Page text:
Stephen Lieber, president and CEO of the Healthcare Information and Management Systems Society, looked tired but sounded pleased with the outcome of the trade association’s annual convention in Chicago, HIMSS’ hometown.
Despite the worst economic downturn since the Great Depression, the HIMSS show, according to unaudited figures, drew about 27,500 attendees, down about 5% from the record 29,100 the show drew to sunny Orlando, Fla., last year, which was well before the nation’s economic storm broke this fall. The numbers were well ahead of the 24,700 or so who attended the 2007 show in New Orleans.
Offsetting the economy was the American Recovery and Reconciliation Act of 2009, signed into law by President Barack Obama in February, which by some estimates contains as much as $35 billion in federal dollars directed toward healthcare information technology spending.
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“We had more provider organizations represented here than we’ve ever had,” Lieber said. “What else could you attribute it to? It’s the stimulus. Do we have a history of good educational programming? Sure. Do we have a real good reputation? Sure. But they (providers) knew they had to pick up whatever intelligence they could this week.” And that understanding of what the stimulus act held in store for them came not just from the educational sessions—government officials were somewhat limited in what they could say, since Kansas Gov. Kathleen Sebelius, HHS secretary nominee, has not yet passed through Senate vetting and been sworn in—but by “sitting across the coffee table” at breaks during the show, exchanging ideas and information with IT industry peers, Lieber said.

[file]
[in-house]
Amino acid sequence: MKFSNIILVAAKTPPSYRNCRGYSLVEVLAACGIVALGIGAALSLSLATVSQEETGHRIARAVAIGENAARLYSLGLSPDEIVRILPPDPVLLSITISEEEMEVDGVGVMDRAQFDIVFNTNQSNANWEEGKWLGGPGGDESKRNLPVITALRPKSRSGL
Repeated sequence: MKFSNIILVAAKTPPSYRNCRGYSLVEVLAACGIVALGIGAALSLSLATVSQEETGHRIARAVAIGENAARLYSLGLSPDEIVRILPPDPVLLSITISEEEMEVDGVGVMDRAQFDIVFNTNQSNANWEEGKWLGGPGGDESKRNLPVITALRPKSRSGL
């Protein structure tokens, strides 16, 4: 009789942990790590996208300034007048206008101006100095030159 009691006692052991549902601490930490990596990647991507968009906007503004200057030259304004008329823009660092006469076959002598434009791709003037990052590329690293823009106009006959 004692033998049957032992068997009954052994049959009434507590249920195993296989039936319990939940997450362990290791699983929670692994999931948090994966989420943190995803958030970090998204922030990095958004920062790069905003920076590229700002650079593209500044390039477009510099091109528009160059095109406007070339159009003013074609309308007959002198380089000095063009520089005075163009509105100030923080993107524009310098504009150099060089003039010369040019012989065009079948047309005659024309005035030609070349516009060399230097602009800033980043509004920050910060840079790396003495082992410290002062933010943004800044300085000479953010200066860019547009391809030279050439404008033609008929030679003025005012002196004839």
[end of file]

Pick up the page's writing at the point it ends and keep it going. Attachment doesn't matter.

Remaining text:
One anxiety expressed by several healthcare IT aficionados before and during the show this year is that the advent of federal funds for IT purchases and the relatively narrow window of availability for grant funding specified by the stimulus act could cause a stampede to purchase EHRs and outstrip the vendors' ability to train buyers and install the systems.
“It is a concern,” Lieber said. “Is it a crippling concern? No. There is a long history of IT on the inpatient side. The real challenge is going to be on the physicians, on the ambulatory-care side. Practices of one to three physicians, they don’t have an IT person. They’re not going to hire an IT person.” But Lieber said, “I believe, first of all, we’re going to see various modules of applications that meet the (stimulus act funding) criteria, ASP models that will allow for fairly wide distribution with fewer people.”
In addition, Lieber said, many of the vendors, such as General Electric Co. and Siemens, have long offered system financing, while others will be adding it.
“Allscripts just announced a financing program for its buyers this week at the show,” he said. “It makes sense. It’s like buying a $40,000 car. It’s a significant amount of money. They’re going to look for financing options.
Hopefully, the financing options will lengthen the time frame for purchasing EHR systems before the first payments under the stimulus act kick in, Lieber said. Depending on HHS rulemaking, which is yet to come, first payments under the stimulus act could be made as soon as 2011.
“If everybody buys at the same time, we have much more of an issue,” he said.
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